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A couple of snippets from our 2nd lesson with Sally Ede. Mojo was calm and relaxed and focused. I used my body and a slight open rein to turn. We used scratches as reinforcement and he was forward going so only a slight touch with the leg to indicate ‘yes” that is what I want.
I now want to add verbal cues to the rein cues but that will come after I get more confident riding. At the moment Mojo doesn’t seem bothered by my riding and as long as he is under his emotional threshold all is well.
I did feel a little guilty as I wanted to use more positive reinforcement in our ridden sessions but I also need to know he can be ridden by anyone, as he will most probably out live me.
Well we only managed one session of training last week, but Mojo was much calmer at the top of the arena. I used the cones to settle him and get his attention away from the mirrors and scary pigeon producing hedge.
He was very good at his cone touching and then he stood at the mounting block and turned his head rather moving backwards for the reinforcement.
We did the mounting block at the top, middle and bottom of the school.
Here is a little montage of the session at the lower end of the school.
Another lesson with Sally Ede on Friday 17th so hope all goes well.
Mojo and I had a lesson with Sally Ede – a Ride With Your Mind coach, and great confidence giver.
We worked on getting Mojo standing at the mounting block – due to me not having done much mounting block training recently he had reverted back to swing his quarters towards me. He was at his emotional threshold once we got in the school as we worked at the top end in the shade. It just goes to show how important generalisation is in our training. He hadn’t been up that end much in our training sessions.
As he was at his emotional threshold all it took was a pigeon flying out of the hedge to tip him over in to a flight response.
This a very bad video of the event, the video was too far away and I had no help to reposition.
By the end of the lesson Mojo had calmed down and was beginning to stand still and not swing round.. I managed one foot in the stirrup a couple of times and then added some weight in the stirrup. So my homework is more mounting block training and to so this in other areas of the school.
Also to remember to breathe and do my grounding exercises before and during sessions.
To this end I have written a shaping plan. I am often too lazy to write them but it is a good idea to have a written plan. Having also just complete an Advanced Animal Training course I ought to know and do better!!
Mojo up date – he had been in all night as he asked the yard owner to come in last night. Apparently he looks directly at her kitchen window and stamps his foot when he wants to come in to his stable. It was obviously too wet for him last night as at 5pm he was happy out and at 7ish he was at the gate asking to come in.
He was a very muddy beast and quite hot, with all his hair, this morning, I brushed as much as I could and got lots of hair out. Then we went in the school to walk over the poles that were nicely laid out in a fan shape. Mojo was very good at this but did knock a few out of place. Then did his “carrot” stretches using a target and then giving the food. I left him in the school after the end of session signal and he went to look in the mirrors at the end of the school, he seemed quite intrigued at his reflection.
We just need some dry weather for a prolonged period so the fields are not so waterlogged. Is this really Spring?
It has been a while since I wrote anything on this blog, winter is always a difficult time of year for horse owners. Our fields are muddy and Mojo is a mud monster. He is still out unrugged, he does come in if the weather is particularly foul or the fields get too poached.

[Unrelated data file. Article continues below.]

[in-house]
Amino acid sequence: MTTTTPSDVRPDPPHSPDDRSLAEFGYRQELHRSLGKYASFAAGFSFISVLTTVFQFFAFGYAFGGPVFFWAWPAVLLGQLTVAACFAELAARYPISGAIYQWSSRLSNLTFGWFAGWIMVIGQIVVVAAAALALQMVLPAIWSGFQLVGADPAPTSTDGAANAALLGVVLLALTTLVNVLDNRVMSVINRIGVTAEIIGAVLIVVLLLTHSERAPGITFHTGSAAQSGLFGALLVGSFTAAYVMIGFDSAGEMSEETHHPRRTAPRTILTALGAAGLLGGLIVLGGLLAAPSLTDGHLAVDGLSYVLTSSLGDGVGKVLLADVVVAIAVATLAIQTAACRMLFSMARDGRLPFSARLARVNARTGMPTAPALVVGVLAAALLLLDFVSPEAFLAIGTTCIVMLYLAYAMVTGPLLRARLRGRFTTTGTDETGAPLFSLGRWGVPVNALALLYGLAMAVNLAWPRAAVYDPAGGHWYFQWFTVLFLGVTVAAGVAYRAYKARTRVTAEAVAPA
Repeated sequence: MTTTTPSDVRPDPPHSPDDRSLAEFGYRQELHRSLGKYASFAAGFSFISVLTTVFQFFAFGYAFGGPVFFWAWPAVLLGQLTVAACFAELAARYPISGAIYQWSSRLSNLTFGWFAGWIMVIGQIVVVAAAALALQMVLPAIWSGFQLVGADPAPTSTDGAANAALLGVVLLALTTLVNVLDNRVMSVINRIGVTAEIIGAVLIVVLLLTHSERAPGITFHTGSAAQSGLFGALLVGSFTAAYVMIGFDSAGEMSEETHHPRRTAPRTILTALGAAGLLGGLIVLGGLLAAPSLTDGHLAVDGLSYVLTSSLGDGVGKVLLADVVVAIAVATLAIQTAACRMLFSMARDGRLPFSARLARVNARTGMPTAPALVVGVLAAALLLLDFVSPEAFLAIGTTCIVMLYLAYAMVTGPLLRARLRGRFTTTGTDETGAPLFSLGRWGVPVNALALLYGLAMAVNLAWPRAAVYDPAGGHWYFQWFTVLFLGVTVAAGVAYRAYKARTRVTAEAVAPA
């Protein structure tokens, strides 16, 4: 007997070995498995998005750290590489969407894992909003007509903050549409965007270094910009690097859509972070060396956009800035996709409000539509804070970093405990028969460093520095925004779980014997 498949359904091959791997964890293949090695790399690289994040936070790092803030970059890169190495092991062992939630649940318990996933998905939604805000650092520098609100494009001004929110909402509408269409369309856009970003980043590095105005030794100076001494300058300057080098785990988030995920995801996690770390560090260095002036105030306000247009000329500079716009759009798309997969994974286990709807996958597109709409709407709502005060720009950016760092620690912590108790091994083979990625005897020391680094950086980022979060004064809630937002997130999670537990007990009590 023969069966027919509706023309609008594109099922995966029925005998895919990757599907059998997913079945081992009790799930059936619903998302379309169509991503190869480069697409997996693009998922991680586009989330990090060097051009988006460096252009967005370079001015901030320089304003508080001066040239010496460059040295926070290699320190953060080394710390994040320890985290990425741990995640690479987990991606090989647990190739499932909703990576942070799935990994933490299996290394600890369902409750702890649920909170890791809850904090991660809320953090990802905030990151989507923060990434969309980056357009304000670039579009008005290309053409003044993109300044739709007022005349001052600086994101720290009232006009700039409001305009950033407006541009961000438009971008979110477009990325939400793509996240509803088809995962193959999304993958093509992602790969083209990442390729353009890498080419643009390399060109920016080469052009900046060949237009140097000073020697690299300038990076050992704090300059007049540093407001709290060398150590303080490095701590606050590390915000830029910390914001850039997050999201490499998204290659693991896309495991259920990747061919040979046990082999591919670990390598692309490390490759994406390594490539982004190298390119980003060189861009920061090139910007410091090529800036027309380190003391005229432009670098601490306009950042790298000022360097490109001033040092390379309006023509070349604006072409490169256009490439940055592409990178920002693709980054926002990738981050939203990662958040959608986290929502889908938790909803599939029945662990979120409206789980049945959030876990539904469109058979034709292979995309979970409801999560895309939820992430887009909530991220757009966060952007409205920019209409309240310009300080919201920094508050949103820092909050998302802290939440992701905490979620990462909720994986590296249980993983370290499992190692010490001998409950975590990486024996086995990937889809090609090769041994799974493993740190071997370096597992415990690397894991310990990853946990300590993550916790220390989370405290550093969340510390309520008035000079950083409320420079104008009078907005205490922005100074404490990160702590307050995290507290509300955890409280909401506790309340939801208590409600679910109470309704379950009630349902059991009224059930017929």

Consequently I have only done basic care with him, a little bit of target training on the yard so he remembers, and some standing still on the yard too. He has a stationary target and stands there and eats hay whilst I groom him or pick out his feet. I am revisiting foot lifting as his fronts are perfect now but he still struggles a bit with the hinds, some times more than others. One of the liveries said when she got him in from the field he seemed a little stiff – probably slipped in all the mud. I checked him and did his stretching exercises – I do these with a target stick and he was very supple laterally. He is not so good at stretching down between his front legs but that was more that he was unsure of where the target was at first. He stretched his near hind but was a little stiffer on the off side, this is always the side the physios pick up on.
We have regular physio visits and/or massage therapy. Plus saddle checks – not the I sit on him very often but it is important that he is comfortable.
I do hope the wet weather stops soon and the fields can recover, we are fortunate to have a good school that doesn’t freeze or flood, so I can take him in there to do pole work or long lining – I must get on and do these again but can’t rustle up the enthusiasm in the wind and rain. Horses like just to be horses and as long as they are cared for and happy they will be OK. Plenty of forage in the field and friends to groom and hang out with, some shelter by the trees and a stable to come in to occasionally to dry out and have a sleep.
I will make a list of things we need to revisit and reintroduce tack in the school before riding him, I don’t want him always to associate the arena with being ridden. The arena needs to be a place where fun things happen and I wont ride unless I know he is OK with everything to do with being ridden.
Gone are the days when I just got on a horse, even when they are fidgeting or moving away from the mounting block – yes I have done that in the past but I know better now. This equestrian journey is never ending – as it should be for everyone. We never know everything and learn all the time – if we don’t we get stuck in the past and never progress in our horsemanship.